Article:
The Department of Anthropology at Johns Hopkins is one of the few in the United States that was founded—and had developed organically—as a department specializing in socio-cultural anthropology. The department was created on the initiative of Dean George Owen and historians linked to the Atlantic Program in History, Culture, and Society. In the fall of 1973, the Rockefeller Foundation financed two positions in history and two positions in anthropology as part of the newly created Atlantic Program.
In 1974–75, Sidney W. Mintz, Richard Price, and Emily Martin, all three of whom had moved from Yale, started teaching at Hopkins. Founding members of the faculty focused attention on matters of political economy, globalization, and transnational forms of social and political organization, working at the intersection of anthropology and history. Our current research themes build upon and carry forward these founding concerns, routed now through a renewed emphasis on ethnography, its pursuit across diverse scales of analysis, and the use of novel conceptual prisms.
Theory and Method
The Department of Anthropology emphasizes the importance of ethnographic research methods, conducted through intensive fieldwork in a single site or in a network of sites. Our ethnographic research has involved both innovative engagement and solid grounding in multiple anthropological traditions. Faculty and graduate students have conducted longitudinal studies through repeated field visits, combined quantitative and qualitative methods, explored novel methods in archival research, and followed networks and movements of people, institutions, and ideas across dispersed sites.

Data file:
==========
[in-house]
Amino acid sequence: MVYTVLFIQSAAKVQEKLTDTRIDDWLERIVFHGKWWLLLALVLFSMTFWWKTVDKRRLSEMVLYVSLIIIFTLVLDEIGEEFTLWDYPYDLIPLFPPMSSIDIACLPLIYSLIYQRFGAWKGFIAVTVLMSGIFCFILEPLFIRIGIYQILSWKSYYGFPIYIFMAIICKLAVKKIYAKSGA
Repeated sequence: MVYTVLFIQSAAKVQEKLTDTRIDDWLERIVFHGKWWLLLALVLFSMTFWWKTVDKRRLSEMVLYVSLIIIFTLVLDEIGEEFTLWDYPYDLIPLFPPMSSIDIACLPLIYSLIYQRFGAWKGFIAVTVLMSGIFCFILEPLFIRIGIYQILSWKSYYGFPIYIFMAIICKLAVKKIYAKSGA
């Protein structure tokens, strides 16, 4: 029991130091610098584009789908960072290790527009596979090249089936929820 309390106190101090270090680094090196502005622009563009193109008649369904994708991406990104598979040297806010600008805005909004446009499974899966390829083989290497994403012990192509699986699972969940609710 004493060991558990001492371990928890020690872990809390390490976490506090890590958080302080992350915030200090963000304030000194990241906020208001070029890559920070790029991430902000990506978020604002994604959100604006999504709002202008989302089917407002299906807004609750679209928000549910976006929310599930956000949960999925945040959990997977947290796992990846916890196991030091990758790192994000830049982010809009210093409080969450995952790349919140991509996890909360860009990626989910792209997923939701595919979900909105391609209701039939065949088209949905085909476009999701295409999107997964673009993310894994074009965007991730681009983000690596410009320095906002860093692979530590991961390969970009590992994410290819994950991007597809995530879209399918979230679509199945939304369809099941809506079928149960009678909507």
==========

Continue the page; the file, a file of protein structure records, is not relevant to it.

We take ethnography as generative of anthropological theory and objects of anthropological reflection, rather than merely as a mode of collecting data, making observations, or illustrating theoretical claims. Our emphasis on the link between theory and ethnography reflects the dynamism of the interdisciplinary conversation animating work within the department, which places our work in a mutually productive conversation with scholars and scholarship in philosophy and social and political theory. These concerns are reflected in the topics of recent conferences and discussion organized by faculty and graduate students alike, on topics such as animality, newness, locality, affect, number, and the concept of the “empirical.” We are deeply invested in carrying forward and sustaining such dialogue across the humanities and social sciences.
The interdisciplinary character of our conversations is also manifested in our approach to the themes of health and well-being. We do not distinguish, for example, between “medical anthropology” and mainstream anthropology. Rather, we seek to integrate questions of health, broadly speaking, into several research domains, such as economy, family, state practices, and religion. We foster cross-disciplinary dialogue with public health, history of medicine, and the humanities. An ongoing Critical Global Health seminar series draws together scholars working in anthropology, public health, history of medicine, and history.
5 year fellowships include full tuition plus financial support and 1.5 years of Teaching Assistantship. Additional Teaching opportunities and stipends for summer field research available on competitive basis.
Krieger Academic Computer Lab; Multimedia Development Center; Language Teaching Center